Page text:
• Inspect Your Septic System Annually

Have your septic system inspected annually. By having your septic system inspected annually you are much less likely to experience major problems with your system. Similar to car maintenance, it is more cost effective to take preventative actions rather than waiting for something to go wrong. Unnoticed little problems become big, expensive problems.  Consult a wastewater professional to inspect your septic system. 

  • Pump Your Tank Every 3-5 Years

The Department of Environmental Protection (DEP) requires septic systems to be pumped at a minimum of every 3 to 5 years. Some systems must be pumped more frequently depending on the size of the tank, as well as the amount of people within the household.

  • Don’t Overload the Commode

Septic systems work because waste is absorbed and broken down biologically.  A toilet is not a trash can. Disposable diapers and wipes, feminine hygiene products, coffee grounds, cigarette butts, and cat litter can and will damage a septic system.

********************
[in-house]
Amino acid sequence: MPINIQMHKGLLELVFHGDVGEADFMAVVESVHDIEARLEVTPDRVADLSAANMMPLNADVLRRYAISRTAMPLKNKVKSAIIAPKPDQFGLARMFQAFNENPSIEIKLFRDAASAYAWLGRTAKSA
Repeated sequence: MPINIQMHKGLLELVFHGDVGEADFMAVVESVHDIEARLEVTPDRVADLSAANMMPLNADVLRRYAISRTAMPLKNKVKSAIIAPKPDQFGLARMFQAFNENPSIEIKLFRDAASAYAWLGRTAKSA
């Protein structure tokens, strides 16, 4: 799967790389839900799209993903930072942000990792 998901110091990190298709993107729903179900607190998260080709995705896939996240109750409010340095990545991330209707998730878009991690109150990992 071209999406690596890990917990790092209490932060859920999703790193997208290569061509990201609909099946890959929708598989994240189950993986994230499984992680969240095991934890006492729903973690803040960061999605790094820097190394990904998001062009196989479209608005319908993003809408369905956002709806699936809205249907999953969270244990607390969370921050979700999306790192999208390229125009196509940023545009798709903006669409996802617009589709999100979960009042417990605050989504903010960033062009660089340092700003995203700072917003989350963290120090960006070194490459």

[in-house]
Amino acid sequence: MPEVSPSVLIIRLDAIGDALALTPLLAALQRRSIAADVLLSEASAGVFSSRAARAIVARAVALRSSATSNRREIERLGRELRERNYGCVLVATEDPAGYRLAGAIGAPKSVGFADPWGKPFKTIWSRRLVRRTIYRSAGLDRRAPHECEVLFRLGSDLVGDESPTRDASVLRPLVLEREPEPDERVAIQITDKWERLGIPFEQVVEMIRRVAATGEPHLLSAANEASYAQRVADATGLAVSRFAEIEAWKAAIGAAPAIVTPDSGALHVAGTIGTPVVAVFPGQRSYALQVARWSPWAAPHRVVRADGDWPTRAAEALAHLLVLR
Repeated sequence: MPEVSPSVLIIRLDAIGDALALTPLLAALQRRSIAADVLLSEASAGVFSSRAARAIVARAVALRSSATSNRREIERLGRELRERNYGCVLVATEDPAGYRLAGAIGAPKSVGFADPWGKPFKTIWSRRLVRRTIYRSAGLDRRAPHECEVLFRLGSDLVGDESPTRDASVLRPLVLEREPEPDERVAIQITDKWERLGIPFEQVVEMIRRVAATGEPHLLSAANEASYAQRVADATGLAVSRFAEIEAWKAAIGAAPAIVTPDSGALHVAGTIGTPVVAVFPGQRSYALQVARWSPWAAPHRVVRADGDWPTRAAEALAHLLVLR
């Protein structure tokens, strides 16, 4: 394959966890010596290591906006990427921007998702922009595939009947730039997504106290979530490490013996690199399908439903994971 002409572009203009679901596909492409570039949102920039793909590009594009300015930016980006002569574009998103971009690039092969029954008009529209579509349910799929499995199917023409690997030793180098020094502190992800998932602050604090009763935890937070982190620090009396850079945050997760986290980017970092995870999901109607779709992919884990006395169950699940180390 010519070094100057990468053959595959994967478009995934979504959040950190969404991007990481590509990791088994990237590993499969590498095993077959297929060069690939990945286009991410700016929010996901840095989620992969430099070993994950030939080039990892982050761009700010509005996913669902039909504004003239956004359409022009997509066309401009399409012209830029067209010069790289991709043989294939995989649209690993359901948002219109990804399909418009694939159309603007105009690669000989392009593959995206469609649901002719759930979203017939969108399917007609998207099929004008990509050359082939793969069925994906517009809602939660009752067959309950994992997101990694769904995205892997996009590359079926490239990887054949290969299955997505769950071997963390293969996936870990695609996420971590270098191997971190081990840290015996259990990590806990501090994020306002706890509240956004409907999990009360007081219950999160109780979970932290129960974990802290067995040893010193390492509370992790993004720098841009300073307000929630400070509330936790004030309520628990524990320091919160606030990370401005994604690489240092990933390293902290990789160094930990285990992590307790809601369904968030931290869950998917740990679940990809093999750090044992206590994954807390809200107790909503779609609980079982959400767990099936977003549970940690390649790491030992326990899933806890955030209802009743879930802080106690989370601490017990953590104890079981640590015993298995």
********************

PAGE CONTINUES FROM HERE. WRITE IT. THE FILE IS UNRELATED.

• Think at the Sink

It’s not just in the bathroom. What goes down the drain has a huge impact on your septic system. Fats, grease, and solids can clog a system’s pipes and drainfield.

  • Do Not Use Excessive Amounts of Chemical Products

Cleaning products such as bleaches, detergents, and drain cleaners are fine to use occasionally but when used excessively they can kill the natural bacteria within your septic system.

  • Conserve Water

Do not use excessive amounts of water. Using excessive amounts of water can overload a septic system. Use water efficiently and stagger use of water-based appliances to prevent an overload.

  • Septic Systems Do Not Need Additives

According to the EPA, there is no scientific evidence that biological and chemical additives aid or accelerate decomposition in septic tanks. Some additives can be detrimental to the septic system and sometimes can contaminate ground water.

  • Trees and Septic Systems Do Not Mix Well